An observation journal page from my birthday last year, in which — while very full of cake — I attempted to think about the shapes of short stories (written and drawn).
All that needs to be written about story structure probably has been. Personally I suspect that, as with art composition, “be deliberate” does a lot of the heavy lifting. (That said, Kim Wilkins (through the University of Queensland and the Novelist’s Bootcamp) and Angela Slatter have taught me most of the practical side of structure, and I recommend both).
But (to the despair of friends and mentors) I understand things best by thinking/blundering my way into them, and sometimes the act of reinventing of the wheel is more valuable than the individual wheel itself. This page began a series of exercises tinkering with how stories work in my head.
First, I applied observations to a structure:
- I drew a table of the second-most basic story outline: Beginning — Middle — End.
- Next I filled each cell randomly with observations from some of the left-side journal pages.
- Then I thought about which ones felt like a story, and what sort of moods/actions were happening in the sections.
Then I made a list of those moods/actions. Some were suggested by the table above (e.g. a beginning in which something is squeaking in the breeze felt a bit ominous). Some I’d observed in other favourite short stories. Here’s the (non-comprehensive) list:
- Formation of goal
- Foreshadow doom
- Quiet progression towards goal
- Red herring
- Proceed towards doom
- Something [gets] through
- Peel back
- Twist (of plot or knife)
- Achieves goal
- [Evade] doom
- HEA [Happily Ever After]
- Pushed back
- Truth & consequence
Finally, I rearranged those elements into a story outline: Beginning — Middle — End. I made notes on what stories (existing or otherwise) those evoked. For example, “Foreshadowed doom — Facets — HEA” suggested a sort of Sliding Doors / Run Lola Run situation.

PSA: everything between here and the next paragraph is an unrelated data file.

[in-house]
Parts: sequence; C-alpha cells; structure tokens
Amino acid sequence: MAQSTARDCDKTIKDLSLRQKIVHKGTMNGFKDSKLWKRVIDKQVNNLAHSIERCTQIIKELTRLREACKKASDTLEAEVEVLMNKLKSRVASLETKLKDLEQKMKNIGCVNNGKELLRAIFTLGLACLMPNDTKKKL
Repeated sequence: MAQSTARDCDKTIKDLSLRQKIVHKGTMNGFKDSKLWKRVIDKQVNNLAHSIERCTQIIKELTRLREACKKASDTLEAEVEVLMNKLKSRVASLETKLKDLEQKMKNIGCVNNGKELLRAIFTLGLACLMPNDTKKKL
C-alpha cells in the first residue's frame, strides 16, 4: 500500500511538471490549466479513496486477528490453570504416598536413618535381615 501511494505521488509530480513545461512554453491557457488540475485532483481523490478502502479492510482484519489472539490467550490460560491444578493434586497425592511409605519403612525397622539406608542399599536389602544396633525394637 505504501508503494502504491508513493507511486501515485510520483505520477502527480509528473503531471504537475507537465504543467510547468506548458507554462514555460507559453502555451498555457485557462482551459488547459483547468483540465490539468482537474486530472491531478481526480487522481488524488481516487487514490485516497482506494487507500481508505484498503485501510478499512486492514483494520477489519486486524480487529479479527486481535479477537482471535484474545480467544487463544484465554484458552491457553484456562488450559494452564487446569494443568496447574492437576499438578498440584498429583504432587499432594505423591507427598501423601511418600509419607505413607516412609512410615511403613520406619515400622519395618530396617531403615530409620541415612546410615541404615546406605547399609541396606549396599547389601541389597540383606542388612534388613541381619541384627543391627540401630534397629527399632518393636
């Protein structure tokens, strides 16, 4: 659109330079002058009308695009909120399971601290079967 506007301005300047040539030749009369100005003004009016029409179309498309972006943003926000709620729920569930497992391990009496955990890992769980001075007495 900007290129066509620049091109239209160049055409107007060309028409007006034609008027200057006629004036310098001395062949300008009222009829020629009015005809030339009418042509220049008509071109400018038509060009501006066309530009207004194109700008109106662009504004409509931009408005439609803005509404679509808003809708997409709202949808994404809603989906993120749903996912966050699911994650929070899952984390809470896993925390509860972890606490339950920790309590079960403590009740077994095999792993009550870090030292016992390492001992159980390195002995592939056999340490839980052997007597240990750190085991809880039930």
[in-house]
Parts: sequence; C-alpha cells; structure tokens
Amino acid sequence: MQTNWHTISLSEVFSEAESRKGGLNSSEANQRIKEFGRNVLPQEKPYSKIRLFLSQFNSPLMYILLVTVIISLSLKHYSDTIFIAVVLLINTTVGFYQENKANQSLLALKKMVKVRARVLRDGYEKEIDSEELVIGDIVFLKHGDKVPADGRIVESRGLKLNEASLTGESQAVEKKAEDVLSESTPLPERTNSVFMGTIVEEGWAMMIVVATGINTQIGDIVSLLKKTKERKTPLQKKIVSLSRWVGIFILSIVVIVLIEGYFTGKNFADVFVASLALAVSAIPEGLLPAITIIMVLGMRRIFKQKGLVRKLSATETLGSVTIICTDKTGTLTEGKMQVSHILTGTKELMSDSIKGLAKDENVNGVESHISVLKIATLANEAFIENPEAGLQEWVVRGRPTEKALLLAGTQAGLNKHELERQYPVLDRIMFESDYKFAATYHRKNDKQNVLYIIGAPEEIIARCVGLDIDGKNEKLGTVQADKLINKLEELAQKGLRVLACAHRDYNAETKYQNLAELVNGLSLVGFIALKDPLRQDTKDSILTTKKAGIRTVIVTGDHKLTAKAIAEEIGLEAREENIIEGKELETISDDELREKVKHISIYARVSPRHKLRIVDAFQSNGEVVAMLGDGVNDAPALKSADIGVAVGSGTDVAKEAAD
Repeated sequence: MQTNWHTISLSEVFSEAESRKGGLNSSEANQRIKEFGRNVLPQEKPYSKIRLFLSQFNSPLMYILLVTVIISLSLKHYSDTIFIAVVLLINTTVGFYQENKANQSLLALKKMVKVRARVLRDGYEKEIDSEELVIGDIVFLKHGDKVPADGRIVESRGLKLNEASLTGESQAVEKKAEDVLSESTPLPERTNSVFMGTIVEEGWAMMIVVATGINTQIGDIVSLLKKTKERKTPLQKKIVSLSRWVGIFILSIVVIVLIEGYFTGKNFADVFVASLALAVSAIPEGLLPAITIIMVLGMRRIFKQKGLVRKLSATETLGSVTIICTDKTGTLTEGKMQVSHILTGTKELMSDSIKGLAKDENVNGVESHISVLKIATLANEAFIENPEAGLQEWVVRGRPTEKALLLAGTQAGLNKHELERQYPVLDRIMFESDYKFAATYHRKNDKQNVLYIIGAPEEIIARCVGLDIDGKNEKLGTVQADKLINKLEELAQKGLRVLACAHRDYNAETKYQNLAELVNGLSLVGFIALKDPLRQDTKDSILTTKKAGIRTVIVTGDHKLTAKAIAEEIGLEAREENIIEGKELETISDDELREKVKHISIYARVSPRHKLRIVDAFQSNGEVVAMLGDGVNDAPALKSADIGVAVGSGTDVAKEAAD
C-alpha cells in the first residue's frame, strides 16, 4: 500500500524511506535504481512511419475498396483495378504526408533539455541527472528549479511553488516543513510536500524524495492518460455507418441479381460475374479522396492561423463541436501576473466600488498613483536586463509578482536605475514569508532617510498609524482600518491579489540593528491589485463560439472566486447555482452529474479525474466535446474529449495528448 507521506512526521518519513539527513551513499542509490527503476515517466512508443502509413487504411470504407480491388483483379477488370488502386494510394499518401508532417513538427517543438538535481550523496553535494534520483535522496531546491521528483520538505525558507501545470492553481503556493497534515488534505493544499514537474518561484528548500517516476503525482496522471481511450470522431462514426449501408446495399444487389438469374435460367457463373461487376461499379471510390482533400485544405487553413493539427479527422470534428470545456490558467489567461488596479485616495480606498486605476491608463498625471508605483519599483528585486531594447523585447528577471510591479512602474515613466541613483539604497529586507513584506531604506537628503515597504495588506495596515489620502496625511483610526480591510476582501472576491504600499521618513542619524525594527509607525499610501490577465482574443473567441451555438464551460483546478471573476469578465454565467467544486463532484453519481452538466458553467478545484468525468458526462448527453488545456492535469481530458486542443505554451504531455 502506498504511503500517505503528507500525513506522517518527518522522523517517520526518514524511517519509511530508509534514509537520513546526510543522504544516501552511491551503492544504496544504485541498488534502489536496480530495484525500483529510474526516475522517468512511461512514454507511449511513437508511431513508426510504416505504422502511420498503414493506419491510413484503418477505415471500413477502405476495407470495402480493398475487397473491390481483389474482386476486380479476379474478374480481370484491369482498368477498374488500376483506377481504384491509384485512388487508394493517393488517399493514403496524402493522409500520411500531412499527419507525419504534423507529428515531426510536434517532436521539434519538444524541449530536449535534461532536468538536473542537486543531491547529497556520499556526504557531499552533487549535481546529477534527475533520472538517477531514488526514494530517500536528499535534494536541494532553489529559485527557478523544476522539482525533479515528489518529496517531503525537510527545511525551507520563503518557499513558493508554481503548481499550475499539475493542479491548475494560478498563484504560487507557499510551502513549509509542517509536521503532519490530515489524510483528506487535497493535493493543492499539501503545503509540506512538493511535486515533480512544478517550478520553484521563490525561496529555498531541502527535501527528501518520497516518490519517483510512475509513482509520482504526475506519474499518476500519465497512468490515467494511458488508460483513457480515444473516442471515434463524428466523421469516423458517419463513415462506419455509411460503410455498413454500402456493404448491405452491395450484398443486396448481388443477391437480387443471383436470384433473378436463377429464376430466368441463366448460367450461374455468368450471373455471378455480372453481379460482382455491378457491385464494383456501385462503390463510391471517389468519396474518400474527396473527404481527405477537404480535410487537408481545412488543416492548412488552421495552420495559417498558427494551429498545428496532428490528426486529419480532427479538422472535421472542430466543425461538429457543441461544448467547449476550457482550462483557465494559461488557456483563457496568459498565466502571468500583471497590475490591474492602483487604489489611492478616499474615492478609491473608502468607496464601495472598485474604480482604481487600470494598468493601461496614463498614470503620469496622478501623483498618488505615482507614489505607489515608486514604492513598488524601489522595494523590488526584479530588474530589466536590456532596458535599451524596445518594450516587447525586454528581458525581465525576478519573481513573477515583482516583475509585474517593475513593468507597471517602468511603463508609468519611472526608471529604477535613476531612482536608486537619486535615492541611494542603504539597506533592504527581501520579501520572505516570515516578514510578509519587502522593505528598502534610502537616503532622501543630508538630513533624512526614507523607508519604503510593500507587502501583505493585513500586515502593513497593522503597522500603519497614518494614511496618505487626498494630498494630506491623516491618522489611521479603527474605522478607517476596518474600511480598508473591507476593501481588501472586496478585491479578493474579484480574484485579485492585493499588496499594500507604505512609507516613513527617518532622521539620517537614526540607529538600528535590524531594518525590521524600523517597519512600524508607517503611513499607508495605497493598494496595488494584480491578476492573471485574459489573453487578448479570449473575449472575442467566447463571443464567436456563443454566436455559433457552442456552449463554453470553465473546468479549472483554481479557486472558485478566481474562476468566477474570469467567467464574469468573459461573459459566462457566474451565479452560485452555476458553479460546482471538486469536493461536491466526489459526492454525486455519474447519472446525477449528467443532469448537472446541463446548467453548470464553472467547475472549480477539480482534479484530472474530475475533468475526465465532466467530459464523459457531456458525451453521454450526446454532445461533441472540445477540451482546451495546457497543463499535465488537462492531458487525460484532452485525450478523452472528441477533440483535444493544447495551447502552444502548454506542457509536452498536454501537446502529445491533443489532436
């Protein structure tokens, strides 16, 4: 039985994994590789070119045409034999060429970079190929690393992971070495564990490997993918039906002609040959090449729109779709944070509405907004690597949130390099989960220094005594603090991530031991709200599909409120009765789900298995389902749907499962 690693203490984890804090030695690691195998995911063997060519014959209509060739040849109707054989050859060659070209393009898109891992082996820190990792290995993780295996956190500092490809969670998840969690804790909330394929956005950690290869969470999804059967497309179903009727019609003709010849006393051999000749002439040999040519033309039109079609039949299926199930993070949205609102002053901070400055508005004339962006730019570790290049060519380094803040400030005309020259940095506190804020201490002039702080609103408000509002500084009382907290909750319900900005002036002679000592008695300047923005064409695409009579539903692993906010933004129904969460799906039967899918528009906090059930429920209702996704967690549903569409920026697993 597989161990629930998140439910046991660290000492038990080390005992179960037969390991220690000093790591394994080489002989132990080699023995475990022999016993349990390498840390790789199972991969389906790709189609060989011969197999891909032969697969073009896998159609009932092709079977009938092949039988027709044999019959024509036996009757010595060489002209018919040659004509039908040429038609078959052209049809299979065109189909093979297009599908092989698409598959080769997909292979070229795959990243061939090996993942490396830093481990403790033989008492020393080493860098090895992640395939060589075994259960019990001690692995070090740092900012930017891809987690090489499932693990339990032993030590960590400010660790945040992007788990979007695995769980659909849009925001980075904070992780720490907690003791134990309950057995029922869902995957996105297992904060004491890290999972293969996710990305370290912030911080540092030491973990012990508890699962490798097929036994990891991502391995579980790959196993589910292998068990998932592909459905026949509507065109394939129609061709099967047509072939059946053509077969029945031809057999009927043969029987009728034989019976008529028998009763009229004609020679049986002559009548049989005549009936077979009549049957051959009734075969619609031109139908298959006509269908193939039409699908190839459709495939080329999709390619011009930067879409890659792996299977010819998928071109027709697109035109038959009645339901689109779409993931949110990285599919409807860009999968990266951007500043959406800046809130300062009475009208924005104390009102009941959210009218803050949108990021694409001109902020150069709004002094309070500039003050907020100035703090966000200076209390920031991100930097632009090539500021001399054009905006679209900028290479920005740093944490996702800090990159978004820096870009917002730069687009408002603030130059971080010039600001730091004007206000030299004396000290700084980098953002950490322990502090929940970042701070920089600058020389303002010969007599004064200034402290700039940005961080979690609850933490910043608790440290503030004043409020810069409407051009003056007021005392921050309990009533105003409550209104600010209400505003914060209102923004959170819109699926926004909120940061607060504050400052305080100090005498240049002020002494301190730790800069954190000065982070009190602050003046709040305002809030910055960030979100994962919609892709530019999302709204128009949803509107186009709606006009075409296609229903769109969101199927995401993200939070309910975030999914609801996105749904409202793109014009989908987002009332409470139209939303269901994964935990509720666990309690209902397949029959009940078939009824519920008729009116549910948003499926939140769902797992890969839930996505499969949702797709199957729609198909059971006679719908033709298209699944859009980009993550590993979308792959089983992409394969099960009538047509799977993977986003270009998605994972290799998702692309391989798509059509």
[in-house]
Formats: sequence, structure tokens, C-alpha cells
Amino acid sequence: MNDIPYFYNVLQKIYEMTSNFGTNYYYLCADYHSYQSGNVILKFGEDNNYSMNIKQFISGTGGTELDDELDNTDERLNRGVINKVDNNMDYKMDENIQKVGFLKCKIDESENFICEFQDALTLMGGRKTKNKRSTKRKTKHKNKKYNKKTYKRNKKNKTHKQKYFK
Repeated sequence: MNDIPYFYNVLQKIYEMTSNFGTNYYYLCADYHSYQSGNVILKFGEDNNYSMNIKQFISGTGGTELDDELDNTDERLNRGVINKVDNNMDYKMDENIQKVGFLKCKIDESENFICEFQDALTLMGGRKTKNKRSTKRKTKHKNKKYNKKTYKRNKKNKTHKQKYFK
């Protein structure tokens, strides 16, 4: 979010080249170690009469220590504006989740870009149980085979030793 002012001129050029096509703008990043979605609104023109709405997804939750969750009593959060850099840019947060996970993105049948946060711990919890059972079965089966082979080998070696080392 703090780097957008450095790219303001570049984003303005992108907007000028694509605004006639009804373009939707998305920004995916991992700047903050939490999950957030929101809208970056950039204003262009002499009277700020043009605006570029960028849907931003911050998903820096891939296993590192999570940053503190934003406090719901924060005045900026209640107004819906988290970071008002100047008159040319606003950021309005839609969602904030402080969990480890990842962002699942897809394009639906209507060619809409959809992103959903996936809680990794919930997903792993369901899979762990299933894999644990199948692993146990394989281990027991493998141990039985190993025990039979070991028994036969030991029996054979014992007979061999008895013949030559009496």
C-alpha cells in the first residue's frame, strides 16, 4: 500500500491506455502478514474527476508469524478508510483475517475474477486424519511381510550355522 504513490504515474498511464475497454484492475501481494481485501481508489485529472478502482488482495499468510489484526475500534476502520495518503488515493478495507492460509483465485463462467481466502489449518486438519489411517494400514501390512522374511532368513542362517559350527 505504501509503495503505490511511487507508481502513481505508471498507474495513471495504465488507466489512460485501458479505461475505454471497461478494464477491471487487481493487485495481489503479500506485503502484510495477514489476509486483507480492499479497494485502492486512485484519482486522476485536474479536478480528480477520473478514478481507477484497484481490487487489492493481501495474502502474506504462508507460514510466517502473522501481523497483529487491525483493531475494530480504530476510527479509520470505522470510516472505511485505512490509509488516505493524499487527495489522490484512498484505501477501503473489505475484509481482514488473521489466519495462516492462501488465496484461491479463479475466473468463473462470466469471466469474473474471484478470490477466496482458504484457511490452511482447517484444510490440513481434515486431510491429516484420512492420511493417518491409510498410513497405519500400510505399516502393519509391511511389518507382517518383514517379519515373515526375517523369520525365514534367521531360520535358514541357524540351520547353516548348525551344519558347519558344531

This page has been useful for a number of reasons:
- It kicked off an occasional series of thoughts on plots I like (more to come on this).
- It’s been helpful for teasing initial ideas out into more of a story shape.
- It’s been useful for adjusting and restructuring ideas.
- It’s a reminder of the importance of movement, because at the very least the story has to get from one mood to the next.
- It gives me a working framework that I understand from the inside out.
- It’s helped me get a lot better at reading stories and noticing what the author is doing, and talking about it.
- Pick a few stories (written or drawn or a single very narrative illustration) you like, or have encountered lately.
- Think of how they start, continue, and finish. With a lot of illustrations and some very short stories, some of those aspects are implied.
- Jot down a list of the big mood/effect/movement of each section.
For example, I’m looking at the cover of Dungeon Critters right now, and you could say that it starts in ominous shadow and proceeds through vigorous confusion into overwhelming luminousness. Or perhaps it begins in a cavern and proceeds through a fight through brambles to threatening reward. There isn’t a correct answer — it’s a matter of how you see stories.
- Now pick three entries from your list (or mine above) and assign them to “beginning”, “middle”, and “end”. (You can read anything as a metaphor.)
- Consider whether you know any other stories/images that would fit that model?
- Could you invent a story that would suit that shape? If you’re stuck for ideas, pick something innocuous you’ve seen today (a deliveryman? someone making toast?) and apply it to the story. Do a quick sketch (written or drawn) of the idea.
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